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On the cusp of a February 2012 Board of Supervisors vote to greenlight that potential $136 million pact, Team Ellison abruptly pulled the plug on the contentious real-estate scheme. This came "out of the blue sky," per city officials, and was not negotiated; Cup organizers at the time were faced with nonexistent sponsorship income and the huge cost of developing groundbreaking TV technology — plus, actually paying a network to televise sailing, rather than vice-versa. Half of the America's Cup Event Authority's employees were subsequently liquidated.
Members of the Board of Supervisors now tell SF Weekly that vote was in doubt — they were wary of giving away land to Ellison. This is not how City Hall operators pushing the deal recall things: "That's bullshit," states one intimately involved player. "We had the votes."
So, but for the unilateral action of Team Ellison, the city would be in hock for up to 101 years in exchange for the uncertain returns from a few weeks of boat racing. As Cup backers portray the event as an overall success in the coming weeks — it generated a fraction of the promised money and jobs, but surely generated some — it's worth keeping this in mind. "It's great the city hosted something like this. But the totality of what it took to get this?" queries a San Francisco official with deep ties to the event. "It's breathtaking. It's so uneven. It's so disproportionate. All of that — delivered this."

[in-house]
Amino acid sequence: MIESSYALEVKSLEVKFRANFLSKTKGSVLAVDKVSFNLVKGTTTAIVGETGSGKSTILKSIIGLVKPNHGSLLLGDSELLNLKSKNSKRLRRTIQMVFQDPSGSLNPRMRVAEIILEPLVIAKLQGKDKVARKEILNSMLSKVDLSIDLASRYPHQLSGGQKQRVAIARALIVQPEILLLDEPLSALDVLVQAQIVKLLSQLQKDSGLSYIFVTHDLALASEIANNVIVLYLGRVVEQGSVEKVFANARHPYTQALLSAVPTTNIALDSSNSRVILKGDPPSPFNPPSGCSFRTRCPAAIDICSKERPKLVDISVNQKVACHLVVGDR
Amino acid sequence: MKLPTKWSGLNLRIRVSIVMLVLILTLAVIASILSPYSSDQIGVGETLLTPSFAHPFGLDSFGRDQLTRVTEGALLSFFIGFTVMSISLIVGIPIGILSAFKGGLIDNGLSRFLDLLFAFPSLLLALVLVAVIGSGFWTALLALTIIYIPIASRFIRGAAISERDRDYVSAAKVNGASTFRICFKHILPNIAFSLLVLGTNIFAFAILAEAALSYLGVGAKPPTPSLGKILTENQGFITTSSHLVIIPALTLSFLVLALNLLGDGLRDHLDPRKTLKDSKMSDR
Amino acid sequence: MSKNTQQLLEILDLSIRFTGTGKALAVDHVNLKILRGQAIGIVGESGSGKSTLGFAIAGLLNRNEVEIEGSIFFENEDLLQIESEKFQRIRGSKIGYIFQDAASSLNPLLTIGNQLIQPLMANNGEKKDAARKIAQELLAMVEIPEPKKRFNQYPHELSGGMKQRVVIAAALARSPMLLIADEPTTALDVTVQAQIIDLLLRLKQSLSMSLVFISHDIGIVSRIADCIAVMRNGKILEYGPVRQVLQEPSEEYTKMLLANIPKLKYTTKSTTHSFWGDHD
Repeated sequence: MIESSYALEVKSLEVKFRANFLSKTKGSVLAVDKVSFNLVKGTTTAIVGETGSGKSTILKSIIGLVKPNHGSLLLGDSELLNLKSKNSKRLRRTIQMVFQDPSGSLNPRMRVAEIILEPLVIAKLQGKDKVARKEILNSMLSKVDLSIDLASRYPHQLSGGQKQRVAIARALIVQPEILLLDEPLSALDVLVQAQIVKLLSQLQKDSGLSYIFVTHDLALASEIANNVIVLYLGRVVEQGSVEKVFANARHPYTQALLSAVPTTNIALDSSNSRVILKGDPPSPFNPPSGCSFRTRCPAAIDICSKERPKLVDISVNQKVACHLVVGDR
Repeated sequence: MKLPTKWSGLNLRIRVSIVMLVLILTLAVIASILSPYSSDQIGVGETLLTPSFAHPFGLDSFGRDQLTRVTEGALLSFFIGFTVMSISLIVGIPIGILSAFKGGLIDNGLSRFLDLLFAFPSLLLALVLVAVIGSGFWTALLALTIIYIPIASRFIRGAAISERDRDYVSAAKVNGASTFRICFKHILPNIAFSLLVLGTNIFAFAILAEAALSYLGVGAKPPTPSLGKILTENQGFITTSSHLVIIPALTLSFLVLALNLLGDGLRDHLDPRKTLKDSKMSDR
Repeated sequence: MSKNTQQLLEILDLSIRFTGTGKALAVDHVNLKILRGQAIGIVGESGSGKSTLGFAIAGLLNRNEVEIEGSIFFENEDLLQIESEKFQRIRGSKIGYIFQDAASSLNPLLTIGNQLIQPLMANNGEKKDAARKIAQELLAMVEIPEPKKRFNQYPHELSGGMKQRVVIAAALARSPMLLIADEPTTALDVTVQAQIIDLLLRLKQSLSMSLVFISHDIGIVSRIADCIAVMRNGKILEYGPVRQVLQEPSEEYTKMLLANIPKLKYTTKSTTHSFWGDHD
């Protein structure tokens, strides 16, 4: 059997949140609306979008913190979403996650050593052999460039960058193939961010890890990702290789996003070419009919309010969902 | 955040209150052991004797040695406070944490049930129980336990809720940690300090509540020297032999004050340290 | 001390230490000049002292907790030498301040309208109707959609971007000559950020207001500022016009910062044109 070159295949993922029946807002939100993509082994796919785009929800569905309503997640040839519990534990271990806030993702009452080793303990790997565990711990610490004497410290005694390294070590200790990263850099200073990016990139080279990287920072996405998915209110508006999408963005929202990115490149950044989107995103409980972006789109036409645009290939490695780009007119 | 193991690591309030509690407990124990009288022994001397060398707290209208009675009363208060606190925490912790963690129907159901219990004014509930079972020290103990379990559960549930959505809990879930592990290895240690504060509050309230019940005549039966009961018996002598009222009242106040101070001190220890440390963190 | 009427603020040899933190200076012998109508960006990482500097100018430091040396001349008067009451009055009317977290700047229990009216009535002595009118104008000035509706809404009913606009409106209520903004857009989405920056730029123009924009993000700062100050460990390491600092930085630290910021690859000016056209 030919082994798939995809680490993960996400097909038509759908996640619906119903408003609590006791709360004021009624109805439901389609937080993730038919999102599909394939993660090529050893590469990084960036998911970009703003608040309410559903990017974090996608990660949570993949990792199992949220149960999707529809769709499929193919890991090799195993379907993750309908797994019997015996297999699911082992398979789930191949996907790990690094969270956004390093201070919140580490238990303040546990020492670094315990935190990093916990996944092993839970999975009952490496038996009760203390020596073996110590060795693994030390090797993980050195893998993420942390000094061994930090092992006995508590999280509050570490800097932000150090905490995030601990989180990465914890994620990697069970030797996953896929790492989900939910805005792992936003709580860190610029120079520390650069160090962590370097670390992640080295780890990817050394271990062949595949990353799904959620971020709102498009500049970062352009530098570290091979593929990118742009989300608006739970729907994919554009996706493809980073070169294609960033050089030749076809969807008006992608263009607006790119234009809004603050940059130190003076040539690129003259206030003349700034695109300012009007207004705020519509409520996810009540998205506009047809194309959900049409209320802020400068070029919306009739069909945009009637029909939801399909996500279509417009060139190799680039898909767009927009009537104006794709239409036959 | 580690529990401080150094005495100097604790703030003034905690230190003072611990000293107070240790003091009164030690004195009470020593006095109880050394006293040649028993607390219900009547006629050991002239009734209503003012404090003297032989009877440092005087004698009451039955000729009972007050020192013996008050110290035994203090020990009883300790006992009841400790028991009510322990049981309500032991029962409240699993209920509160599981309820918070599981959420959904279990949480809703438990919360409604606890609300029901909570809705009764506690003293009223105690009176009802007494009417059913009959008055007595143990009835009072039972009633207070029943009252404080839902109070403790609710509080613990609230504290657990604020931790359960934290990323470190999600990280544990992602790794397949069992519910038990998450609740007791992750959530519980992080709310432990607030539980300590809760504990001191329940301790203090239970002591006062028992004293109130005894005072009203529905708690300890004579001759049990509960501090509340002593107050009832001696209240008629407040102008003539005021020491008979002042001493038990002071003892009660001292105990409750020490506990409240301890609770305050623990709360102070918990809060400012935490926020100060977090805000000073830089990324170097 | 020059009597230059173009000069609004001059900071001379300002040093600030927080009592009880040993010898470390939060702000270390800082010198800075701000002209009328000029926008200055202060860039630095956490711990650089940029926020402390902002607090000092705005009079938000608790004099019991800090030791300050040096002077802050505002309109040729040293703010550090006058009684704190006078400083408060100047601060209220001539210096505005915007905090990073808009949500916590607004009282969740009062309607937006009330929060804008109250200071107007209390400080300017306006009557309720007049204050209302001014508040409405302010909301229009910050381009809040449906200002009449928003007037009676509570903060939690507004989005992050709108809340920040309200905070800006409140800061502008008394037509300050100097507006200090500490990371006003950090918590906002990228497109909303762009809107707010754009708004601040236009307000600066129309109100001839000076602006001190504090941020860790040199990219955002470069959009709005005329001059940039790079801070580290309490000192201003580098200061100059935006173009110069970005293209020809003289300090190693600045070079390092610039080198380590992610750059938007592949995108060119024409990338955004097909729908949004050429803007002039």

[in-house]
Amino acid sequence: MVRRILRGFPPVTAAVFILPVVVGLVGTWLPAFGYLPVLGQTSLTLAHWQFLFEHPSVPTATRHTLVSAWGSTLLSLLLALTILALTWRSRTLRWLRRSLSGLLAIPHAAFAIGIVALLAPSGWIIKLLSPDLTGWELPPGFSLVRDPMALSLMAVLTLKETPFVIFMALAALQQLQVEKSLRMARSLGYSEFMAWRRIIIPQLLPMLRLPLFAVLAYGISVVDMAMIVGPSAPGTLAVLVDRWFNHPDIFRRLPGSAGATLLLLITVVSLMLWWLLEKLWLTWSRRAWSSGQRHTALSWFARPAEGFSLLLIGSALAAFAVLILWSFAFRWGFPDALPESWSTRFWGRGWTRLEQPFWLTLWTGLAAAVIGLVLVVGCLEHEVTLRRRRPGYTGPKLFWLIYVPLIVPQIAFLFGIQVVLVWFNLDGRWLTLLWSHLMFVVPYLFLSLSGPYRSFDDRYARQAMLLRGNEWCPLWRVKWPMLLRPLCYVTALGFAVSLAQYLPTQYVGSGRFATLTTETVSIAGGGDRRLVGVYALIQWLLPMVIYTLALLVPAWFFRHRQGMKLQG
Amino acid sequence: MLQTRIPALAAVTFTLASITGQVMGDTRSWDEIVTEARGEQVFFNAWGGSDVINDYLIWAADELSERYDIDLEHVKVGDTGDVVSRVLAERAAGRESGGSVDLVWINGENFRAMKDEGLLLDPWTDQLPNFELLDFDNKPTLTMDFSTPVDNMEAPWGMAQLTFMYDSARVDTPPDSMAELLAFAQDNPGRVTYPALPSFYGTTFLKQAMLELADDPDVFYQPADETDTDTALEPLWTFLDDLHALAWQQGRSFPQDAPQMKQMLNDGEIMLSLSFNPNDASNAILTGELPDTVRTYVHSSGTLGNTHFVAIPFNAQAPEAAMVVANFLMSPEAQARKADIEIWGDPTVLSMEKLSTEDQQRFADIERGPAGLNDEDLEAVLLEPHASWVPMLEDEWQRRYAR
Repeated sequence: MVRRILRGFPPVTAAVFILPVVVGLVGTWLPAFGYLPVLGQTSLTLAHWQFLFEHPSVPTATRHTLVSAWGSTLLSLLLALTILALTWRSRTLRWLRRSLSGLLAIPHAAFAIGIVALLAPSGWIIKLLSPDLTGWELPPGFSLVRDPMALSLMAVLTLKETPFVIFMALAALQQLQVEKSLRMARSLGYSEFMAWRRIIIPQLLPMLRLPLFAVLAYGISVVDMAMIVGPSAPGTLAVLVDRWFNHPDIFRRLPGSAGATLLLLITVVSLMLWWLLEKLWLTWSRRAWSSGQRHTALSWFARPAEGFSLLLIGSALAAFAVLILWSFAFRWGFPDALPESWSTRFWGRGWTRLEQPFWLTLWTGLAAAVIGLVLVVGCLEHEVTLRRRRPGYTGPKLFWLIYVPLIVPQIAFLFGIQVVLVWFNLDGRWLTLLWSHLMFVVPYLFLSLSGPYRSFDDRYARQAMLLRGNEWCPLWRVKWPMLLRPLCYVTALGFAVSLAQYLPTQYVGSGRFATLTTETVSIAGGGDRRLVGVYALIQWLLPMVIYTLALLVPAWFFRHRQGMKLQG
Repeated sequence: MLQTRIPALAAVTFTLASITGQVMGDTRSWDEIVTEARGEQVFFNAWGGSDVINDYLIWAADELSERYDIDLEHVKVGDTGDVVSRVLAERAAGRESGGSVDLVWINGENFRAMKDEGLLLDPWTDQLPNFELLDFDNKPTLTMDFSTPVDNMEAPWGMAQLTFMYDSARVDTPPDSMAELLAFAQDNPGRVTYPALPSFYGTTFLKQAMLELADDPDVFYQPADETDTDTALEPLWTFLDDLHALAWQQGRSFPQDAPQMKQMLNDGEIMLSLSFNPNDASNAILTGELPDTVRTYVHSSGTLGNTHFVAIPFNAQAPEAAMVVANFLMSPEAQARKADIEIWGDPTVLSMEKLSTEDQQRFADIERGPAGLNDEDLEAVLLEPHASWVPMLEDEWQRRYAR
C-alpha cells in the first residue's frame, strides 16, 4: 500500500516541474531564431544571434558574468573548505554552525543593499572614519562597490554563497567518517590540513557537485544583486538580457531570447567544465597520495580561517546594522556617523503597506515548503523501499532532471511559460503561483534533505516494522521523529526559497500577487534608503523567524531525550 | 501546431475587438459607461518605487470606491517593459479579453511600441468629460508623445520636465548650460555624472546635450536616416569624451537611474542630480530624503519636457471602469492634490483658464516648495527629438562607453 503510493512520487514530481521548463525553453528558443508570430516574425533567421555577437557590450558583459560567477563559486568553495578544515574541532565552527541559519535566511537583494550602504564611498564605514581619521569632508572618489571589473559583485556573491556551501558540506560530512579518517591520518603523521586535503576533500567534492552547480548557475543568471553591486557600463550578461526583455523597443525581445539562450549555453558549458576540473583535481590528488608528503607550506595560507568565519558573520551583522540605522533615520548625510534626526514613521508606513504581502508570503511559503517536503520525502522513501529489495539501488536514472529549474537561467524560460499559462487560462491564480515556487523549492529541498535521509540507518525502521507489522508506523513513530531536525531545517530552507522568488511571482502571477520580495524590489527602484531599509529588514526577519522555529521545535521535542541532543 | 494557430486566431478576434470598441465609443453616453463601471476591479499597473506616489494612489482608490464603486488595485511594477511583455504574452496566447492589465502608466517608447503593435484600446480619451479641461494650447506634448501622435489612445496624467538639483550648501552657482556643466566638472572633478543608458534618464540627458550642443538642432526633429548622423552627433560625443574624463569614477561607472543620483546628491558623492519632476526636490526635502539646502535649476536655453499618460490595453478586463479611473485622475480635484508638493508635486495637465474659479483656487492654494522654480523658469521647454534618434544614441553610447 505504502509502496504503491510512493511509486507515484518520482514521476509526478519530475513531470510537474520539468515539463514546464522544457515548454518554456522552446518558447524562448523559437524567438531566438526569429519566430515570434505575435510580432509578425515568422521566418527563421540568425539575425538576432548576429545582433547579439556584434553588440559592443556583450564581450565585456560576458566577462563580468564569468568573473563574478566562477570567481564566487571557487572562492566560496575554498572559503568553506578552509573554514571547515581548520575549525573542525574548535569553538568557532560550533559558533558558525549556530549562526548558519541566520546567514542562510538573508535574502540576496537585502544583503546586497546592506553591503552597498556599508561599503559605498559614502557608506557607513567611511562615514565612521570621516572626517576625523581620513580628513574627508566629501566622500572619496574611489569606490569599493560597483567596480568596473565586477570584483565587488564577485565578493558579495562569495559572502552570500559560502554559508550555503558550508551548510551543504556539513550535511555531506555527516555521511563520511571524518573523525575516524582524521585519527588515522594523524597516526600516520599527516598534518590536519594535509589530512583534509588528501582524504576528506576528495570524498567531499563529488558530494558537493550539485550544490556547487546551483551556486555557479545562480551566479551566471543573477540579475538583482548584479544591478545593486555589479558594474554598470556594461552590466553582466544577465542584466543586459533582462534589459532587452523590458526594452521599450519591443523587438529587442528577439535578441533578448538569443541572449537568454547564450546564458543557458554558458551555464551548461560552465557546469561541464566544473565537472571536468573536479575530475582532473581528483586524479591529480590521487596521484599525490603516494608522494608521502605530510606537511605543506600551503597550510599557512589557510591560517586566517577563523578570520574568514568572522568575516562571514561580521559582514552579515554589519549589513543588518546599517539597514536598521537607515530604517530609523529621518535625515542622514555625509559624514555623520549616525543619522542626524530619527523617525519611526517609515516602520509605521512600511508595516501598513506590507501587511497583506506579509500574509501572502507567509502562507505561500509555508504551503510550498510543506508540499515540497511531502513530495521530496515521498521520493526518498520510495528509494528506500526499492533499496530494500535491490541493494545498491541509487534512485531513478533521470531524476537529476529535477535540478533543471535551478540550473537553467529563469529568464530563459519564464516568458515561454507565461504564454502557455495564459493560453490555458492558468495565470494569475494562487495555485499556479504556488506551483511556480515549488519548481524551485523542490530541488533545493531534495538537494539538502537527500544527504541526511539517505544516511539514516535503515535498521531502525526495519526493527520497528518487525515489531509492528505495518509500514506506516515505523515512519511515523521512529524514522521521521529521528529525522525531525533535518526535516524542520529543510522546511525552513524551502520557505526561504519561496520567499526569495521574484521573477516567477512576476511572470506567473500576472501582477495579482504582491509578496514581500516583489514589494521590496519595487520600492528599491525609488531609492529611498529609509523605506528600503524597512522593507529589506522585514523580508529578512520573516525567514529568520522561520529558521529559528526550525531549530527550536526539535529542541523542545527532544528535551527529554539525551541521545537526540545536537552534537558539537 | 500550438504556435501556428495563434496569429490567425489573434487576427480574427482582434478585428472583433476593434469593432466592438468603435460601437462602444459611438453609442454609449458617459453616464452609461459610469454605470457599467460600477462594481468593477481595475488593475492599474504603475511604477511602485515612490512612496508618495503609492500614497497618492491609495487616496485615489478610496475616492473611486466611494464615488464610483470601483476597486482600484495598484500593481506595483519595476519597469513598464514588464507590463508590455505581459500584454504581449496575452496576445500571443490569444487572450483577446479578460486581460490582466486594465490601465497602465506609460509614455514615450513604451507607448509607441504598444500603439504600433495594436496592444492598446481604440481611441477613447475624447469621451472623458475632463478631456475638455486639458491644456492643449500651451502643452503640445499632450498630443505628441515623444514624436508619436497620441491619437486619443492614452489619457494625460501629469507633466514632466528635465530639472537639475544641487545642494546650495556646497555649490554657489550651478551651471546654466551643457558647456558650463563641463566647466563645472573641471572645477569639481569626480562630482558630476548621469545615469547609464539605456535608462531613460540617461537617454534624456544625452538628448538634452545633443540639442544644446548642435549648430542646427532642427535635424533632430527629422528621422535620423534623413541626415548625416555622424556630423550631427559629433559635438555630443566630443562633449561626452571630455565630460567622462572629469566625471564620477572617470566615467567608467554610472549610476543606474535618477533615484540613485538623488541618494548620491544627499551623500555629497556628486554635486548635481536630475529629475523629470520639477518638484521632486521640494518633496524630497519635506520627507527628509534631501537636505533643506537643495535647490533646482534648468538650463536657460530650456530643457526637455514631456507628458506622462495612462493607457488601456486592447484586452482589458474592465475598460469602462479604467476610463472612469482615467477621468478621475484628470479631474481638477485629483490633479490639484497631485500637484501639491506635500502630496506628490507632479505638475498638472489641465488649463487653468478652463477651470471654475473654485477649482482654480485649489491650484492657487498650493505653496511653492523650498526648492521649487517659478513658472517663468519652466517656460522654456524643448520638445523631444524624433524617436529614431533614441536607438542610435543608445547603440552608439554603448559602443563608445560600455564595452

Even the pared-down America's Cup has been a fiscal dirge. Private fundraisers tasked to "endeavor" to offset city costs struggled mightily convincing donors to underwrite Larry Ellison's boat race. The private America's Cup Organizing Committee claims to have amassed more than $16 million — but city costs figure to be millions higher than that. Visitor-generated taxes originally pitched as padding San Francisco's bottom line have been repurposed into offsetting paltry fundraising efforts.
That meager fundraising, meanwhile, led Mayor Ed Lee to step in and start asking for favors. He got them.
It's a dicey situation when private companies or individuals, perhaps with business before the city, can contribute unlimited amounts of cash to politically preferred causes. In June, a company called Kilroy Realty gave $500,000 at Lee's behest to the America's Cup Organizing Committee — a sum dwarfing other donations. In August, the Planning Commission approved Kilroy's request to alter its already-approved plans for a highrise at 350 Mission by adding six additional stories — vastly augmenting the value of the future structure.
Department officials and development-watchers claim a mid-process modification of this magnitude — and the expediency with which it was granted — are unprecedented.